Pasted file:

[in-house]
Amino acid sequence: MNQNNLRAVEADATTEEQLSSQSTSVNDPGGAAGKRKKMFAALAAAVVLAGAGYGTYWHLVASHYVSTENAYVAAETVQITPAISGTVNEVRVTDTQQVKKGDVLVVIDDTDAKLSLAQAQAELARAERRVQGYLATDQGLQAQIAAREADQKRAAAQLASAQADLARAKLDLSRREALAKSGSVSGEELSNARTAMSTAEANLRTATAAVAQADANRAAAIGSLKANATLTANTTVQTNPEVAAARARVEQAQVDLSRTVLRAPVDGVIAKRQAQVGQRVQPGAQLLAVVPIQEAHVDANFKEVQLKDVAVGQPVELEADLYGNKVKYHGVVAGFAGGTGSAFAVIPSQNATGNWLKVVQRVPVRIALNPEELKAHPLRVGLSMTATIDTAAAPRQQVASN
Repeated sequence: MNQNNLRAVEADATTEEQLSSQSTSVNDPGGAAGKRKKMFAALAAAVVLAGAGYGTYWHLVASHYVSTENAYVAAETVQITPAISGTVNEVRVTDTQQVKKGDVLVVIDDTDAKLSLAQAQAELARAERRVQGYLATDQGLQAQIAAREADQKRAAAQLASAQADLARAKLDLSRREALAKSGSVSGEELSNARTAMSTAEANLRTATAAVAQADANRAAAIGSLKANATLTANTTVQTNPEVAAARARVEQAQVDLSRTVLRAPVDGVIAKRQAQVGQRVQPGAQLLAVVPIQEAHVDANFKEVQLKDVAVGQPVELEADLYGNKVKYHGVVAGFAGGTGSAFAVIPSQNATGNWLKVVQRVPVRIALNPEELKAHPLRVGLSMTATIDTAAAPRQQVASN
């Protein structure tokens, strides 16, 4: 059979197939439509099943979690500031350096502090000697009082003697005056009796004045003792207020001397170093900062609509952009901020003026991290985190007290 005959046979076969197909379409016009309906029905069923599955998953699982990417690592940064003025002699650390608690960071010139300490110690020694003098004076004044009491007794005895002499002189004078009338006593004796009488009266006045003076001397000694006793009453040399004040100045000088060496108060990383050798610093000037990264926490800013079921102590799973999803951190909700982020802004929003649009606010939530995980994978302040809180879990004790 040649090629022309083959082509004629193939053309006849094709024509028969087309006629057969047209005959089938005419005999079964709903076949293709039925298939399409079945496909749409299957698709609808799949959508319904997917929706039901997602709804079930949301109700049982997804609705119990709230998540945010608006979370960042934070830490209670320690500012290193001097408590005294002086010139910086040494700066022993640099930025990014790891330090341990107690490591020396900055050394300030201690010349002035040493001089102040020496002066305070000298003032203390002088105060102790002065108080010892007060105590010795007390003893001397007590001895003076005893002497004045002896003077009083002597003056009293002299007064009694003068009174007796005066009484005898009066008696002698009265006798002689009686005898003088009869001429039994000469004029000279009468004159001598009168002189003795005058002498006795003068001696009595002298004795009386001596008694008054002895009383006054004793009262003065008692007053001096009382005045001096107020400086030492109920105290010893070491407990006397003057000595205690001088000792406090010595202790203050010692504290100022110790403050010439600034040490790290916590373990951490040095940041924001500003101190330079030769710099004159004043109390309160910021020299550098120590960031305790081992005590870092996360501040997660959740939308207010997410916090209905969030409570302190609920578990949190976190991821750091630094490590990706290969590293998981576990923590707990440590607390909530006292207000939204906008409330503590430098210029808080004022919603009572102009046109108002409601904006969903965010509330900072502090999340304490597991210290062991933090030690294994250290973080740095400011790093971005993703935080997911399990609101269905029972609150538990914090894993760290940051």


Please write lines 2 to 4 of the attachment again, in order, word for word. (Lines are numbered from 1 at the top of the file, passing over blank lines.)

Amino acid sequence: MNQNNLRAVEADATTEEQLSSQSTSVNDPGGAAGKRKKMFAALAAAVVLAGAGYGTYWHLVASHYVSTENAYVAAETVQITPAISGTVNEVRVTDTQQVKKGDVLVVIDDTDAKLSLAQAQAELARAERRVQGYLATDQGLQAQIAAREADQKRAAAQLASAQADLARAKLDLSRREALAKSGSVSGEELSNARTAMSTAEANLRTATAAVAQADANRAAAIGSLKANATLTANTTVQTNPEVAAARARVEQAQVDLSRTVLRAPVDGVIAKRQAQVGQRVQPGAQLLAVVPIQEAHVDANFKEVQLKDVAVGQPVELEADLYGNKVKYHGVVAGFAGGTGSAFAVIPSQNATGNWLKVVQRVPVRIALNPEELKAHPLRVGLSMTATIDTAAAPRQQVASN
Repeated sequence: MNQNNLRAVEADATTEEQLSSQSTSVNDPGGAAGKRKKMFAALAAAVVLAGAGYGTYWHLVASHYVSTENAYVAAETVQITPAISGTVNEVRVTDTQQVKKGDVLVVIDDTDAKLSLAQAQAELARAERRVQGYLATDQGLQAQIAAREADQKRAAAQLASAQADLARAKLDLSRREALAKSGSVSGEELSNARTAMSTAEANLRTATAAVAQADANRAAAIGSLKANATLTANTTVQTNPEVAAARARVEQAQVDLSRTVLRAPVDGVIAKRQAQVGQRVQPGAQLLAVVPIQEAHVDANFKEVQLKDVAVGQPVELEADLYGNKVKYHGVVAGFAGGTGSAFAVIPSQNATGNWLKVVQRVPVRIALNPEELKAHPLRVGLSMTATIDTAAAPRQQVASN
């Protein structure tokens, strides 16, 4: 059979197939439509099943979690500031350096502090000697009082003697005056009796004045003792207020001397170093900062609509952009901020003026991290985190007290 005959046979076969197909379409016009309906029905069923599955998953699982990417690592940064003025002699650390608690960071010139300490110690020694003098004076004044009491007794005895002499002189004078009338006593004796009488009266006045003076001397000694006793009453040399004040100045000088060496108060990383050798610093000037990264926490800013079921102590799973999803951190909700982020802004929003649009606010939530995980994978302040809180879990004790 040649090629022309083959082509004629193939053309006849094709024509028969087309006629057969047209005959089938005419005999079964709903076949293709039925298939399409079945496909749409299957698709609808799949959508319904997917929706039901997602709804079930949301109700049982997804609705119990709230998540945010608006979370960042934070830490209670320690500012290193001097408590005294002086010139910086040494700066022993640099930025990014790891330090341990107690490591020396900055050394300030201690010349002035040493001089102040020496002066305070000298003032203390002088105060102790002065108080010892007060105590010795007390003893001397007590001895003076005893002497004045002896003077009083002597003056009293002299007064009694003068009174007796005066009484005898009066008696002698009265006798002689009686005898003088009869001429039994000469004029000279009468004159001598009168002189003795005058002498006795003068001696009595002298004795009386001596008694008054002895009383006054004793009262003065008692007053001096009382005045001096107020400086030492109920105290010893070491407990006397003057000595205690001088000792406090010595202790203050010692504290100022110790403050010439600034040490790290916590373990951490040095940041924001500003101190330079030769710099004159004043109390309160910021020299550098120590960031305790081992005590870092996360501040997660959740939308207010997410916090209905969030409570302190609920578990949190976190991821750091630094490590990706290969590293998981576990923590707990440590607390909530006292207000939204906008409330503590430098210029808080004022919603009572102009046109108002409601904006969903965010509330900072502090999340304490597991210290062991933090030690294994250290973080740095400011790093971005993703935080997911399990609101269905029972609150538990914090894993760290940051």